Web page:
Changes to speech could diagnose Parkinson’s earlier
Muscle stiffness, tremors and balance problems are the most widely recognised symptoms of Parkinson’s disease, but picking up on another sign could lead to an earlier diagnosis. Researchers at Kaunas University of Technology in Lithuania believe altered speech could be the first physical change in many patients.
Parkinson’s is the result of nerve cells dying in the area of the brain that produces dopamine and is partly responsible for coordinating the movement of the body. As more cells are lost, the condition worsens and completing day-to-day tasks independently becomes increasingly difficult.
While the decline in motor activity for Parkinson’s patients is well documented, the vocal cords, diaphragm and lungs are also affected. This is why altered speech could be one of the first signs a person is suffering from the disease, experts now believe, highlighting it as an area to be vigilant about.
Professor Virgilijus Ulozas, who was involved in the Kaunas study, explained how the changes could be fairly subtle. He said that someone with early stage Parkinson’s may start to speak more quietly, while monotonous, less expressive, slower and more fragmented speech could also occur.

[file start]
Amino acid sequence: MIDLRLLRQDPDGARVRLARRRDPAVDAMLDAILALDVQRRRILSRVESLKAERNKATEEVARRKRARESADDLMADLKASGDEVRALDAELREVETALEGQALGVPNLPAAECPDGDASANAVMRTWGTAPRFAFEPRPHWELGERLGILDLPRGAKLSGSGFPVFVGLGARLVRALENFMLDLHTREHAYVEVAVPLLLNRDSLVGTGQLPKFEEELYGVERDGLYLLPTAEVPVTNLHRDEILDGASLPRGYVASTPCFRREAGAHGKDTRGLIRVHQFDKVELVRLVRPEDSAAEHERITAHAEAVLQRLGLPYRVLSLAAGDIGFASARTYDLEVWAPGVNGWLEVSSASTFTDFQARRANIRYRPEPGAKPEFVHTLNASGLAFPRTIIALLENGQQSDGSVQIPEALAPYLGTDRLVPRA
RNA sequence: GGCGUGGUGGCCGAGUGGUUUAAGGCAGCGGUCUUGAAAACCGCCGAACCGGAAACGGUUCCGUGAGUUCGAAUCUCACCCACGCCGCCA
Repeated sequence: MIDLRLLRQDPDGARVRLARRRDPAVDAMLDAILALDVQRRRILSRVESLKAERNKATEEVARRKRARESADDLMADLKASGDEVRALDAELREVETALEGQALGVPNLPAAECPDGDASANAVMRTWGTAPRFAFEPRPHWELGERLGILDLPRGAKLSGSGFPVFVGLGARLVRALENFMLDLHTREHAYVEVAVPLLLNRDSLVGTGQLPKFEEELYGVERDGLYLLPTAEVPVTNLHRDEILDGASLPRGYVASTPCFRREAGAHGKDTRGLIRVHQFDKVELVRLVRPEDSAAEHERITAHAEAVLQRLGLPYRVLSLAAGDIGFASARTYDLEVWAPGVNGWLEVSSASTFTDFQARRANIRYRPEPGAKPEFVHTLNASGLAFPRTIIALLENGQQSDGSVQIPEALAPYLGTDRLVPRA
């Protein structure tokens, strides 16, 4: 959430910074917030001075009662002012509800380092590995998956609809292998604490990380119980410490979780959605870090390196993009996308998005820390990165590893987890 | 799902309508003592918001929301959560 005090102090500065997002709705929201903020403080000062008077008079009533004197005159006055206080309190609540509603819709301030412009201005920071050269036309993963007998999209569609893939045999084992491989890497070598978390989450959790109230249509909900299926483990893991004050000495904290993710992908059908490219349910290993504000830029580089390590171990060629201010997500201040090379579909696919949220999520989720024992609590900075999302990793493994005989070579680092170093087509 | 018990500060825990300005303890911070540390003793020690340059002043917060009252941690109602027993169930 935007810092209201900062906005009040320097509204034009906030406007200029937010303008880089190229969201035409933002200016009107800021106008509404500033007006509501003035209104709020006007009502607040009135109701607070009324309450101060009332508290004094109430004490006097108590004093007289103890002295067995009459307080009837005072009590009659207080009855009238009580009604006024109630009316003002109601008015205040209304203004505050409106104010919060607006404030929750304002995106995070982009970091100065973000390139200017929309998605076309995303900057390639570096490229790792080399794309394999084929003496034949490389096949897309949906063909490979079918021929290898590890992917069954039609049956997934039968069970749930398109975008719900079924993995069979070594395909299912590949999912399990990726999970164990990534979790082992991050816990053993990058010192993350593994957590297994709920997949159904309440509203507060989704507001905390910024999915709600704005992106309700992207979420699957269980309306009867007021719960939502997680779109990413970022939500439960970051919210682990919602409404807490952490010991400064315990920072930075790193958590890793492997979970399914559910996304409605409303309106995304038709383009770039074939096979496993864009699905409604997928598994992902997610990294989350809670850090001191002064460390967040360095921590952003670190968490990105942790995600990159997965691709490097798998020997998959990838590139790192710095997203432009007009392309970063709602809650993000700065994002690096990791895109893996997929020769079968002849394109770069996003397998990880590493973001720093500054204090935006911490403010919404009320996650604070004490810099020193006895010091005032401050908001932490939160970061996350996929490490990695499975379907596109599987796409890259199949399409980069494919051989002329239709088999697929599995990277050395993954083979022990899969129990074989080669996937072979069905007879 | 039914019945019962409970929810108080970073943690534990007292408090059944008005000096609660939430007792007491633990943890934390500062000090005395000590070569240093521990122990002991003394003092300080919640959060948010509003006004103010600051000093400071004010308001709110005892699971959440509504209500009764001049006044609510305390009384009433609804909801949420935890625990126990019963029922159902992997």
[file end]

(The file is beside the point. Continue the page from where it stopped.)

As symptoms like muscle stiffness usually don’t present until 80 per cent of the nerve cells have been lost, an early diagnosis of Parkinson’s is rare. There’s no conclusive test to determine if a person has the condition, so opportunities to start controlling it quickly are missed.
The team from Lithuania used AI to study samples of speech from 61 patients with Parkinson's and 43 healthy participants. After both groups were recorded speaking in a soundproof booth, an AI algorithm analysed the differences. The researchers are now working to see if the technology could be used to create an app for diagnosing the disease.
Rytis Maskeliunas, a data scientist at Kaunas University of Technology, said: “We are not creating a substitute for a routine examination of the patient – our method is designed to facilitate early diagnosis of the disease and to track the effectiveness of treatment.”
Current estimates suggest approximately 145,000 people in the UK and 500,000 in the US have Parkinson's. Among the most well-known are Michael J Fox, Billy Connolly and Jeremy Paxman.
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